Adaptation of Bemisia tabaci biotype B (Gennadius) to cassava, Manihot esculenta (Crantz). uri icon

abstract

  • Bemisia tabaci is a recognized pest in cassava (Manihot esculenta) crops in Asia and Africa, where it transmits the cassava mosaic geminiviruses (CMGs) (family: Geminiviridae, genus: Begomovirus). A general consensus exists that B. tabaci is a complex of morphologically indistinguishable populations with different biological biotypes. In the Americas, though the polyphagous B. tabaci biotype B appears to feed on cassava, it is postulated that the absence of CMGs is related to the inability of this biotype to colonize this crop effectively. However, its potential adaptation is considered a threat for cassava production in the Neotropics. This study was initiated to verify whether R tabaci can become gradually adapted to M. esculenta. Trials in rearing chambers were carried out measuring population development of whitefly individuals passed through a series of intermediate hosts, previously selected and based on phylogenetic closeness to Manihot. The capacity of biotype B to adapt gradually to cassava, started on a legume (Phaseolus vulgaris), followed on two Euphorbiaceae (Euphorbia pulcherrima and Jatropha gossypiifolia) until, finally reaching a commercial cassava variety. B. tabaci female mean longevity on cassava, coming from P. vulgaris, E. pulcherrima and J. gossypiifolia was 3.1, 5.6 and 3.3 days, respectively. The highest oviposition rate (2.6 eggs/female/2 days), the shortest development time (44.4 days) and the highest value of r(m) (0.48 day(-1)) were for populations coming from J gossypiifolia, where 27.5% of the individuals coming from this host survived and reproduced on cassava. The importance and potential impact of phylogenetically close plants as intermediate hosts faciliting the adaptation of B. tabaci biotype B to cassava is discussed. (c) 2004 Published by Elsevier Ltd.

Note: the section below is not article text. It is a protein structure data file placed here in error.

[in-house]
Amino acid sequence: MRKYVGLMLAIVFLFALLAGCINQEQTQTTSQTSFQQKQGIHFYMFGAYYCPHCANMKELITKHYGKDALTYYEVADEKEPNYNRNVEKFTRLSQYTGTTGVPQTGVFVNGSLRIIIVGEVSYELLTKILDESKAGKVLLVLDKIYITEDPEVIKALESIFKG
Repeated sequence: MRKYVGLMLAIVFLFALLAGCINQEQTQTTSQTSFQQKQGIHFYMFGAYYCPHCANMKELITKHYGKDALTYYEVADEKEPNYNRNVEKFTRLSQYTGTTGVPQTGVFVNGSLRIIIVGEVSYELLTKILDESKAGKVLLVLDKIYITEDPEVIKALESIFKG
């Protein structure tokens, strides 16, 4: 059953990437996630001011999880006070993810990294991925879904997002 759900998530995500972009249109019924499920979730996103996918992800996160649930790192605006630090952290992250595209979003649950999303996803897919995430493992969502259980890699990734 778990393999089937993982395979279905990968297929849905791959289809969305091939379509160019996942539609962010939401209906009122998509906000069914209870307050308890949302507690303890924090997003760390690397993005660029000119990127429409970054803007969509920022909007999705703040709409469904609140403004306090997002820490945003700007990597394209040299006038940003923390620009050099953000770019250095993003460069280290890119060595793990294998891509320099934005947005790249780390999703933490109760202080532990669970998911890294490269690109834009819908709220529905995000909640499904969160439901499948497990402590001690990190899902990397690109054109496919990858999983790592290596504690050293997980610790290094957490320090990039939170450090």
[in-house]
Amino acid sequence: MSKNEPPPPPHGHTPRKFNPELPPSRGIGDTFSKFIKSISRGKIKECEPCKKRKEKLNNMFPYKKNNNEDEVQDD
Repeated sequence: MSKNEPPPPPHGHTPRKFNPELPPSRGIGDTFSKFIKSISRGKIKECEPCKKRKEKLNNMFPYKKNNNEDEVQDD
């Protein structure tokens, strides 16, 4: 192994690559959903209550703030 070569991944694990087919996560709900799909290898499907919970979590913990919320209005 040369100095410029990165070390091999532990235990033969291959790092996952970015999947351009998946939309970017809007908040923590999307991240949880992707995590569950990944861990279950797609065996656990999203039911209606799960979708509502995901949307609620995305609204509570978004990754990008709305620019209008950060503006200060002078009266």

publication date

  • 2005
  • 2005